Although it is a small island in the middle of the Atlantic, the history of Faial is interlinked with some of the world’s greatest historic events. With one of the safest and most important ports in the Azores, Faial was involved in Portugal’s maritime expansion, the maritime trade with Asia, Africa, and the Americas, American long-distance whaling, submarine telegraph communications, and aviation.

This connection with the rest of the world began as soon as the island was settled in 1468 under the provincial commander Josse Van Huertere, originally from Flanders. These first settlements, in the areas of Porto Pim and Conceição, gave birth to the town of Horta, which was founded around 1500. Today, various surnames derived from the original Flemish settlers still survive, such as Dutra (a Portuguese adaptation of van der Hurtere), Terra (van Aaard or Aertrycke) or Brum (van der Bruyn).

Detail of the Faial Island - Map of the Azores (1584) - Ortelius Abrahamd

During the 20 th century, with the modernization of ships and the end of whaling, the Port of Horta waned in commercial importance, but it has always found new opportunities to take advantage of, such as the presence of Dutch tugboats, the growth in aviation, and, more recently, the rise of recreational boating and yachting.

In 1971, Horta Airport was inaugurated, which leveraged a new level of development. In 1974, with the April revolution, there was the transition to democracy. In 1976, the Azores achieved the status of Autonomous Region and gained its own government, with sovereign functions in several areas.

Detail of the port of Horta - Great Panorama of a Whaling Trip around the World (1842) - Purrington-Russell

The 17th century, a time of economic growth, was marked by the architectural development of the city. Numerous convents and churches, manor houses, middle-class houses, and warehouses sprang up. Faial became a port of call for ships sailing from the West Indies to England and from Brazil and the East to Portugal. This intense movement of merchant ships led many foreign traders and consular representatives to settle on the island.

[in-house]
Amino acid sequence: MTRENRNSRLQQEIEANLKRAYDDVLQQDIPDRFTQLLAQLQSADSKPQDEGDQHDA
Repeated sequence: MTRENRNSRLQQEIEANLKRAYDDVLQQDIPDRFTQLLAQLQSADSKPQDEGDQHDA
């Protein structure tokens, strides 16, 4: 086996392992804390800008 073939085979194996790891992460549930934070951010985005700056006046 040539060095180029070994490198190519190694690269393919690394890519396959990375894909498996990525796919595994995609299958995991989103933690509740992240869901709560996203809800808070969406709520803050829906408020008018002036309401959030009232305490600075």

The 18th century brought new commercial opportunities that further increased the importance of the Port of Horta: the exporting of wine (essentially produced in Pico) to Central and North America and the emergence and growth of the whaling industry. Whaling had a major cultural and economic impact on the islands. Its main objective was the extraction of whale oil, which had numerous applications but was mostly used in public lighting in the United States and in Europe.

American whaleboats in the port of Horta (1900) - Foto Jovial

As early as the beginning of the 19th century, the Dabney family settled in Faial. This American family who came to the island for commercial purposes––exports, whaling, and wine––played a very important role in Horta’s economic, political, social, and cultural life.

Did you know? In 1790, John Street was appointed Vice Consul of the United States in Faial. On 7 July 1795 he was named Consul, thus creating the American Consulate in the Azores, which remained in Horta until 1917. Today, it is the oldest American Consulate in the world.

During the 19th century, due to its busy port, the city of Horta affirmed its eclectic and cosmopolitan identity. It became a place known for importing not just habits and customs but architecture, furniture, fashion, decoration, music, and the arts. During this time, the island was visited by several illustrious figures, such as the painter William Morris Hunt and the banker J.P. Morgan.

Bagatelle - Dabney Family (19th century) - Collection and colorization by JM Medina Garcia

In 1893, the first submarine communications cable was laid between Horta and Carcavelos on Portugal’s mainland. Later, other cables were laid that connected the city to Africa, America, England, France, Germany, Spain, Cape Verde, and Lisbon.

These undertakings, carried out by telecommunication companies from several countries (the most important of which were England, the United States, and Germany), placed the city of Horta at the center of the international telecommunications map.

This period lasted until the end of the 1960s and was marked by a great process of urban, cultural, and sporting development primarily fed by the permanent contact with foreign communities. The construction of buildings increased, roads were built to connect the countryside and the city, a public lighting network appeared, and the paving of the main streets and the construction of sidewalks was promoted. Musical groups, musical bands, and philharmonic groups were also formed and sports clubs were established (such as Fayal Sport, one of the oldest in the country), for the practice of tennis, soccer, water polo, baseball, and croquet.

On 17 May 1919, Captain Albert C. Read landed his NC4 hydroplane in Horta Bay. He had just completed the first leg of the first flight across the North Atlantic, connecting Trepassey, in the United States, to Plymouth in England.

After this inaugural flight, Horta Bay became a regular stopover for seaplanes connecting Europe to North America. This period was also marked by the habitual presence of the Clippers, Pan American Airways’ seaplanes, which in 1939 inaugurated a regular route connecting the two sides of the Atlantic.